Painting in Cold Temperatures: The Facts
It’s important to understand how low temperatures can affect paint application, namely how it can change the drying pattern, characteristics and performance of the paint. Cold temperatures affect painting because alkyd and oil paints are based on natural oils and resins that at low temperatures become more viscous (they get thicker). So, when painting in cold weather, some paints will become very thick, therefore requiring thinners. Water-based paints are affected mostly by the slower evaporation rate of the water.
Paint may begin to clump and even freeze in the can when the temperature falls too low. For ease of application, it is a good idea to submerge your cans of paint partly in warm water.
Allow for Curing Time
Most alkyd and water-based paints won’t cure properly unless the temperature remains above 10oC (depending on the manufacturer this temperature could be even higher), resulting in a coat that will be susceptible to cracking, fading and chalking much sooner than expected. Lower temperature paints, however, are designed specifically to survive the rigors of winter weather, allowing you to paint all year round.
Paint dries more slowly in cold temperatures, and until the coat is fully cured the temperature must remain above the minimum advised by the manufacturer.
Cold weather will slow drying time and will extend your re-coat times. Re-coat time at 23oC, using water-based paints, requires a period of approx. 4 hours. If the temperature drops to 10oC, then the re-coat time will be extended to approx. 6 hours. Painting in cold weather using alkyd paints will require even more time, in some instances more than 48 hours before re-coating. It is important to note that the surface temperature can differ between various areas on the same structure, causing drying times to likewise vary.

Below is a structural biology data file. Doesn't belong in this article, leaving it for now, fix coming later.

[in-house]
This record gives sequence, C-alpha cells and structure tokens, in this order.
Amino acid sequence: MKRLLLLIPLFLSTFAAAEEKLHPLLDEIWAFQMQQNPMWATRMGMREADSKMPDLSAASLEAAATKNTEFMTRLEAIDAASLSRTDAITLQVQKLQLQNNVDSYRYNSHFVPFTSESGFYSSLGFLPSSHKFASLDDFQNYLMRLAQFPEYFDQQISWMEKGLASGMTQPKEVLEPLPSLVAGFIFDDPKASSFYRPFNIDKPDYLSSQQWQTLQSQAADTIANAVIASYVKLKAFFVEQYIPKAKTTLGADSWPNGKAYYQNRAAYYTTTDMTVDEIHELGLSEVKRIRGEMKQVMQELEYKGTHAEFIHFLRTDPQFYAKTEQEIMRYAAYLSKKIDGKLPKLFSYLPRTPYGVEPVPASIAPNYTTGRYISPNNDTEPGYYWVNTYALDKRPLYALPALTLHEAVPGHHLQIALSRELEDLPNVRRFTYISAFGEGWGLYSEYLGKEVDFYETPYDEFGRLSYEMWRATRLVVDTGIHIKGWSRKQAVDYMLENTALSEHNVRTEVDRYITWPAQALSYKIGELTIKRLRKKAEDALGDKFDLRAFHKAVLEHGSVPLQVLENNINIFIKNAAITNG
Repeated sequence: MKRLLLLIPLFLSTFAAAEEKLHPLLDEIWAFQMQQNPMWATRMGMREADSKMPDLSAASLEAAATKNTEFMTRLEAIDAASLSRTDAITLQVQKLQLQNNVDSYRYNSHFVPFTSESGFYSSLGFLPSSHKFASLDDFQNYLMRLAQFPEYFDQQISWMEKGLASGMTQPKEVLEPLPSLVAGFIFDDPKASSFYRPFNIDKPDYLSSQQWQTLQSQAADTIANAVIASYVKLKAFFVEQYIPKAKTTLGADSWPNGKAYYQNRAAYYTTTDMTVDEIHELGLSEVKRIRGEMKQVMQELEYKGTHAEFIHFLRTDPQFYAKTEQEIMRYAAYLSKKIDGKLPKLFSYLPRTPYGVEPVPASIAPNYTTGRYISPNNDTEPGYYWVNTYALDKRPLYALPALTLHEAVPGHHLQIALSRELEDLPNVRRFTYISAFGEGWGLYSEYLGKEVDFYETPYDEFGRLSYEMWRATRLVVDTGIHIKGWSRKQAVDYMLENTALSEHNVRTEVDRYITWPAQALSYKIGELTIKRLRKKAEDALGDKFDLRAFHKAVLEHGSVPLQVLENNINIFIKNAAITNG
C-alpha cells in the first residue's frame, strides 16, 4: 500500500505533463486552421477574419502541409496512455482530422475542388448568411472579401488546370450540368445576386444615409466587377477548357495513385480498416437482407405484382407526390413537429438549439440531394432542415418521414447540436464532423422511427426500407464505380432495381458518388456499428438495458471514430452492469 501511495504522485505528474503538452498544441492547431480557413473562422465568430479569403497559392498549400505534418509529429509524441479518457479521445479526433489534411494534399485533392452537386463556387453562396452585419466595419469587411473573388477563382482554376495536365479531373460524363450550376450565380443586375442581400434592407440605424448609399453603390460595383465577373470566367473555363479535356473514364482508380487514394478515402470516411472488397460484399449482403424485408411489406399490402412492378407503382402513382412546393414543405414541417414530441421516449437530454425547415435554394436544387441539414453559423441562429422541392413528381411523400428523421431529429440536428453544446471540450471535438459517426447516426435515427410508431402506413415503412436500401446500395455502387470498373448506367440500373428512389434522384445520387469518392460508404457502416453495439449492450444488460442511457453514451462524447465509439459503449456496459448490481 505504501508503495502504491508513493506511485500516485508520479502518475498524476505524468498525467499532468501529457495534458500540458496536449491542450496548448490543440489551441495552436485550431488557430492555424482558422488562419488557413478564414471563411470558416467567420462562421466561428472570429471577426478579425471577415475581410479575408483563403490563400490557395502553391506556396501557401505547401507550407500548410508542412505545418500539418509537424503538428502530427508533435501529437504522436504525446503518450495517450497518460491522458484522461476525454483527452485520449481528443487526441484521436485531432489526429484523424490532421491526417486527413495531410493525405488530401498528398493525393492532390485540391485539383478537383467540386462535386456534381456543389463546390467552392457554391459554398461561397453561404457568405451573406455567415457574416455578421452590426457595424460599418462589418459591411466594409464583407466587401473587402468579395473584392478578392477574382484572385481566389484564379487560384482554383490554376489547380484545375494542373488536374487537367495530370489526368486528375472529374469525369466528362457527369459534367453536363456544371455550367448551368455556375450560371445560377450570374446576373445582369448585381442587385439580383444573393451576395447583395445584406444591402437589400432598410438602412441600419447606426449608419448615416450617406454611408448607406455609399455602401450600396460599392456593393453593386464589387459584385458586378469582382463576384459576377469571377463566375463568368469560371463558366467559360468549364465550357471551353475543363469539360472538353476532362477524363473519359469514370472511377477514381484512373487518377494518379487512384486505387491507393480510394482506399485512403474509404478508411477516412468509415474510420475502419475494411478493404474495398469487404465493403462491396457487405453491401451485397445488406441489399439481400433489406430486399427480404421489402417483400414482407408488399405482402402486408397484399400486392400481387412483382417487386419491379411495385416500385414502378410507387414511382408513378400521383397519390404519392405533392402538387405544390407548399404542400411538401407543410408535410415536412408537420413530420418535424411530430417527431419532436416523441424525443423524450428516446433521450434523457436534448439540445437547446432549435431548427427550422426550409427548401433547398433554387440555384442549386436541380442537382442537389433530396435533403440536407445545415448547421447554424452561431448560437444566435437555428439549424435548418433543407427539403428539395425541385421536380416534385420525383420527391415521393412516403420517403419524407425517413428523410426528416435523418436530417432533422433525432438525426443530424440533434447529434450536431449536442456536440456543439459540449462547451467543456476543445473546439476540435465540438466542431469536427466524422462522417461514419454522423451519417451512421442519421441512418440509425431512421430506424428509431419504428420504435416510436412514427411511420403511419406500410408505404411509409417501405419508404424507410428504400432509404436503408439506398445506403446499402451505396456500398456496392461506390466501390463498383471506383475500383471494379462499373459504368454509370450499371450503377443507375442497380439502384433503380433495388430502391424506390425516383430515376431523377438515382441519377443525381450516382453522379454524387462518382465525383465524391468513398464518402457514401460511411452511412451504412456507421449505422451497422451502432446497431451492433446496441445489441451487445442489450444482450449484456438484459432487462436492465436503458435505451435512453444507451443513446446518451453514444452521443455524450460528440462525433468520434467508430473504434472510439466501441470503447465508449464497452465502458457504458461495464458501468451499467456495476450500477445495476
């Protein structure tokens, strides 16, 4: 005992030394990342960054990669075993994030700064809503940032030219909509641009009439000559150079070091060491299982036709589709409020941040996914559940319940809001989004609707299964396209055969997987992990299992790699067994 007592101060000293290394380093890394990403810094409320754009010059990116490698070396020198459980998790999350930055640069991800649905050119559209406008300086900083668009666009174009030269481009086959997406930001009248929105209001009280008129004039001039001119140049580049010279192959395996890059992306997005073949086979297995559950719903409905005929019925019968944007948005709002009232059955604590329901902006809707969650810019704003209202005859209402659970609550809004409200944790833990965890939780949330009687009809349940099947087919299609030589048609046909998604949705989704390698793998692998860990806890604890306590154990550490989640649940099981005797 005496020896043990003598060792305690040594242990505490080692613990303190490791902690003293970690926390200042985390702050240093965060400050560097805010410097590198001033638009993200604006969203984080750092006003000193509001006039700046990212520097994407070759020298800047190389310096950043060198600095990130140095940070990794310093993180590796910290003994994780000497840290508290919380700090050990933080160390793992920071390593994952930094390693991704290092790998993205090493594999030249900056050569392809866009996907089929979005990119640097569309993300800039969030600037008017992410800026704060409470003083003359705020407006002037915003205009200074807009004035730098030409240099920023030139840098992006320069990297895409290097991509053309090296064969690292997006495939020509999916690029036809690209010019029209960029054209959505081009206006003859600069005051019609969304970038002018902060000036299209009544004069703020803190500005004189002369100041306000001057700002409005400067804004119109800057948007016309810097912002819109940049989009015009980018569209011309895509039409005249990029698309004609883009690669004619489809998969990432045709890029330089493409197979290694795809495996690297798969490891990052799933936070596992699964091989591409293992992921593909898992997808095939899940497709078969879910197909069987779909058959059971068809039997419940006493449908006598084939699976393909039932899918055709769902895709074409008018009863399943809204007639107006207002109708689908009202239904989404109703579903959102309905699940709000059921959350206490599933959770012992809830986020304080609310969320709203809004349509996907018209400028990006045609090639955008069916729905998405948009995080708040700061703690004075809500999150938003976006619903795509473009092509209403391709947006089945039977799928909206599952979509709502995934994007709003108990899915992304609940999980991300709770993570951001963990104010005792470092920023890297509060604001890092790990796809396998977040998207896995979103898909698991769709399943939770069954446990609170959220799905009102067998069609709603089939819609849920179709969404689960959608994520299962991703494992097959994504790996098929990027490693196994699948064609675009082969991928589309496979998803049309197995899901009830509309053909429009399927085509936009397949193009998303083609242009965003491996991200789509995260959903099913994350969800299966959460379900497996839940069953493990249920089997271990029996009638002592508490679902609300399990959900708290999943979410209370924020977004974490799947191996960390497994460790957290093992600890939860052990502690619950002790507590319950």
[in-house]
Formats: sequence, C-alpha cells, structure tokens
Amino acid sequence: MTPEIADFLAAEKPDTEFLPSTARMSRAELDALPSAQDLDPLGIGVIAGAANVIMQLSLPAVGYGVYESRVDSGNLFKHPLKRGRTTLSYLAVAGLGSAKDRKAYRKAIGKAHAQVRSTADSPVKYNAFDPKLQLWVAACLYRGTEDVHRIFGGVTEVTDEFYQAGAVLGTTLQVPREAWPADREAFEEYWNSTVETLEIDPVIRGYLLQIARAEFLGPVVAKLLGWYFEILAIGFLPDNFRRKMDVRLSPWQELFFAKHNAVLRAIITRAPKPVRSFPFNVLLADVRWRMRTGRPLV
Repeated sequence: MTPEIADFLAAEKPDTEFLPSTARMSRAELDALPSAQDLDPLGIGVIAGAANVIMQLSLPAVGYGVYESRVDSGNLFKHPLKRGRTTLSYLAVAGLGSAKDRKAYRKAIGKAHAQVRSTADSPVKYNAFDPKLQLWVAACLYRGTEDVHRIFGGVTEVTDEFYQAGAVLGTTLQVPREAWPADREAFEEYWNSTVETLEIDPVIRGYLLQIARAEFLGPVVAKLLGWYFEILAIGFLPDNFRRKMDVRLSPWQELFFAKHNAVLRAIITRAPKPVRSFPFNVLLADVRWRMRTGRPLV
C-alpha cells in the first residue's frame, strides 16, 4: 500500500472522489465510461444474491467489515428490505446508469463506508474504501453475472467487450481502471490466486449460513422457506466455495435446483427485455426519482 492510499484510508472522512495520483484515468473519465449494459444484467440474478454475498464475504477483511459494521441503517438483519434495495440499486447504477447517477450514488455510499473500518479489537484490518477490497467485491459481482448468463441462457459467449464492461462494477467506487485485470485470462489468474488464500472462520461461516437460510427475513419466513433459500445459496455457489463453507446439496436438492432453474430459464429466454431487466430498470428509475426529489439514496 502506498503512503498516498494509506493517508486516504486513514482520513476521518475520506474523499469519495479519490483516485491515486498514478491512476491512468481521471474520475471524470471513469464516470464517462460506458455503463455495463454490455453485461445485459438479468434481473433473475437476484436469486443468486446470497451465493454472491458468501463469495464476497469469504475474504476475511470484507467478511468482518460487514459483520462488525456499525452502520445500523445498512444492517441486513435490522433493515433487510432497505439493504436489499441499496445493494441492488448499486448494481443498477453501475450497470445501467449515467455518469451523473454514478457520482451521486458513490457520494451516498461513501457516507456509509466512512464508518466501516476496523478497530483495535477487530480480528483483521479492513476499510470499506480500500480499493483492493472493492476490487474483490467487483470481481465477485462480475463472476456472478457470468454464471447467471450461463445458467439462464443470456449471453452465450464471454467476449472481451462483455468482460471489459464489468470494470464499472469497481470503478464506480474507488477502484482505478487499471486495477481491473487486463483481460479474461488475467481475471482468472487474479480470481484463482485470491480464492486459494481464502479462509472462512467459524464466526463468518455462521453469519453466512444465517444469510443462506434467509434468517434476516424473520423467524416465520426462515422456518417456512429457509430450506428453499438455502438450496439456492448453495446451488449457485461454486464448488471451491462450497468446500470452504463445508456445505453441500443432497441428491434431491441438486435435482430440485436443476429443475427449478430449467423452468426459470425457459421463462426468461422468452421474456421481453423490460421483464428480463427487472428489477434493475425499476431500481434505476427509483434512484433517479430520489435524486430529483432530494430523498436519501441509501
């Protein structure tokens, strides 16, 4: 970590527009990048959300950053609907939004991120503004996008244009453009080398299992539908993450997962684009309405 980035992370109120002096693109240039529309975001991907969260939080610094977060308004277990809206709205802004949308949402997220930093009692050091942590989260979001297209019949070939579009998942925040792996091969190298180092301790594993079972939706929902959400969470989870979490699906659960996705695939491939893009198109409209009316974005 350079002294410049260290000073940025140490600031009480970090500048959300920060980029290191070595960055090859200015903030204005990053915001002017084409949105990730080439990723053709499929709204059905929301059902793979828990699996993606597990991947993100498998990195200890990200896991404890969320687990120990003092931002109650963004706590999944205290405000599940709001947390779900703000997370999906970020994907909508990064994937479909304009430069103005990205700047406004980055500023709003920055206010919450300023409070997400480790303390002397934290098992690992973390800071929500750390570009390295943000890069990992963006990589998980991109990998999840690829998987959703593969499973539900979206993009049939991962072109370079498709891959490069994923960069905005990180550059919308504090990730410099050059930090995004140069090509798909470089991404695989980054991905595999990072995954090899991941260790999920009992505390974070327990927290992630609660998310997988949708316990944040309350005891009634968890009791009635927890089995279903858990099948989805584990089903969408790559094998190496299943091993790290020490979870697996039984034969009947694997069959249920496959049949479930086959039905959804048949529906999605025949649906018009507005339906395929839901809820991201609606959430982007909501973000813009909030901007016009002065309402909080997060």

Painting in Cold Temperatures: Problems
- Film cracking
- Poor adhesion
- Improper film formation causing a powdery or weak film
- Lack of stain resistance
- Colour uniformity issues
- Loss of gloss or uneven sheen levels
- Slow drying times because of long exposures to moisture
- Paint will require more mixing time
- If you’re painting onto a surface that has moisture on it, then you’re going to struggle with both application and adhesion
- Touch up coats might look lighter than the base coat
- Excessive film building up might reduce your paint coverage
- Oil-based paint should not be applied when temperature is below 40oC
- Premature skinning of the surface might occur, if the room temperature is raised to create better environmental conditions
- A latex paint film that goes under freeze-thaw cycles during the first two weeks of cure may shorten the long-term life of the paint system
View Paint Cracking Training Video
View Training Video on Painting in Different Temperatures
How to Paint in Cold Temperatures: Tips
- Verify that the paint manufacturer recommends the paint for your specific temperatures.
- Pay careful attention to the instructions on the paint tin.
- Check the surface temperature – with a non-contact infrared thermometer – not just the air temperature.
- Make sure you use a good bonding primer before applying paint.
- If required, dry the surface before painting.
- Paints with high quality resins perform better than cheap ones!
- Heat the spray area prior to and during painting
- If moisture is trapped under a coat of paint, it can greatly reduce the longevity of the paint job. So, if the surface remains damp to touch, then don’t paint on it.
- Try to keep the paint warm throughout the day. Paint may begin to clump and even freeze in the can when the temperature falls too low.
- Store paint above 10 degrees Celsius.
Painting in Cold weather may prove more difficult, but with the right tools there’s no need to accept an inferior paint job.
Tags: painting in cold weather